After a final few hectic days, the exhibition was not yet fully complete, but ready for its Opening Celebration. At a crowded public event, Amos and Belcher proudly toured groups of students, faculty, and others through Dobles Vidas and began to recruit the new cohort of museum studies graduate students to help develop and deliver bilingual school tours and other programs and elements that would be added in the next month.
The most visible result of our collaboration was a striking exhibition that probes the artistry and meaning of Mexican folk art. Worth noting here are the unintended outcomes. By working with TMM and graduate museum studies students, Thacher Gallery was able to test new approaches. Once the exhibit was up, the Gallery engaged a group of volunteer graduate students, including Amos and Belcher, to further develop bilingual tours and gallery activities that were tested at the Community Festival. Most importantly, Thacher had a chance to determine how students respond to objects selected and curated by their peers, as opposed to faculty and experts.
TMM also gained concrete results from working with USF. For instance, a major art museum in the Midwest became aware of Dobles Vidas and expressed interest in borrowing one of the objects for a future exhibition. A co-sponsored private showing for trustees from both institutions allowed TMM to cultivate donors. And TMM received a grant from Union Bank to extend its internship program for graduate museum studies students and offer stipends.
For the young museum studies program, Dobles Vidas showcased students’ abilities and helped faculty to identify strengths and weaknesses in a new curriculum. Faculty integrated Dobles Vidas into 2014 Fall courses on museology and curating. USF held a private breakfast and exhibition tour with representatives from twenty local museums to discuss how to expand the scope and breadth of graduate-level internships. When asked to reflect on the results of this project, student Merrill Amos summed up its ultimate result: “The amount of trust that was placed on Leah [Belcher] and me was astounding. My self-confidence in my professional abilities grew.”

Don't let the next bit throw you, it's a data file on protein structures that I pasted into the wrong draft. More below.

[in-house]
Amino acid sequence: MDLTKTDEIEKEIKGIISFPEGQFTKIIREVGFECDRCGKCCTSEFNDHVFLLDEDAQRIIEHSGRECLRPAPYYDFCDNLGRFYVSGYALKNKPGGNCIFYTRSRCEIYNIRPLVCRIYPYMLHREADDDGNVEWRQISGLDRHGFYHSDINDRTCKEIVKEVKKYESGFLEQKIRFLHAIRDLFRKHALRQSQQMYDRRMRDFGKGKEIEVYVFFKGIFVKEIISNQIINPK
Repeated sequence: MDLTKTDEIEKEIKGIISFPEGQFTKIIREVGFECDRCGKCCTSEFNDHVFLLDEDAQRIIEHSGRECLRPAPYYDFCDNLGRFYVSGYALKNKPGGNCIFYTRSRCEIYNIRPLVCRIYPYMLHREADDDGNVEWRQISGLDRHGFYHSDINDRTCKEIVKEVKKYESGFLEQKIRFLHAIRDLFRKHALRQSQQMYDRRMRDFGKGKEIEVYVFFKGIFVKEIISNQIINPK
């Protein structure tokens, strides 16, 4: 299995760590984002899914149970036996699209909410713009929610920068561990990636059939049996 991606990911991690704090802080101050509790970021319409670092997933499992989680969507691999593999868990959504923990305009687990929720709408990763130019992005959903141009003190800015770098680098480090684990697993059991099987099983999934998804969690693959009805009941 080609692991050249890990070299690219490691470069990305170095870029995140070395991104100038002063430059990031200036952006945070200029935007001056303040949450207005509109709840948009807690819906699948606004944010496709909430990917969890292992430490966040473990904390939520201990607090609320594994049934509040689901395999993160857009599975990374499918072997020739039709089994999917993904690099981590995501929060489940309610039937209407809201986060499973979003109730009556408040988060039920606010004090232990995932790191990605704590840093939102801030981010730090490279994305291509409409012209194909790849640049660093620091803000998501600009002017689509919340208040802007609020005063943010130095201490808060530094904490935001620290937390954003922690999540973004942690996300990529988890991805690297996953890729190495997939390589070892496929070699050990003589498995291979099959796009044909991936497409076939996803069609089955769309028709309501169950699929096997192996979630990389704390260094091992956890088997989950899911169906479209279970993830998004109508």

This project –situated at a Jesuit Catholic institution– involved a leap in faith from all parties. It was possible because the instigators were experienced museum professionals and university faculty who combined an expertise in museum best practices with an understanding of and commitment to mentoring graduate students. TMM took on this collaborative exhibition knowing that it would be far from perfect, but the leadership agrees that the outcome most certainly outweighs the obstacles that were encountered. The project would not have happened without the interns’ enthusiasm and willingness to see it through. Key lessons learned involved trust and accepting a tolerable level of risk in regard to how a collection would be handled, displayed and interpreted in a campus art gallery. All participants had to let go of expectations and accept that the process would be fluid. It was essential that the faculty and TMM care more about student success than advancing their own research agendas. Yet it was also essential that everyone agree that the exhibition would have academic integrity and the collections would be exhibited in accordance with best practices and standards.
In hindsight, some of the late minute messiness over the final text panels could have been avoided if a member of the team had been assigned editorial oversight from the outset. Likewise, museum studies faculty learned the importance of closely working with graduate students on research rigor and soft skills, like how to accept and respond to criticism and when to ask for input. The museum studies program also was reminded not to typecast its students, steering Latino students to Latino subject matter and so on. The virtues that allowed Belcher and Amos to succeed were not expertise or a rigid set of goals and expected outcomes. They were openness to a messy process and the ability to, in the words of Leah Belcher: “go with the flow.”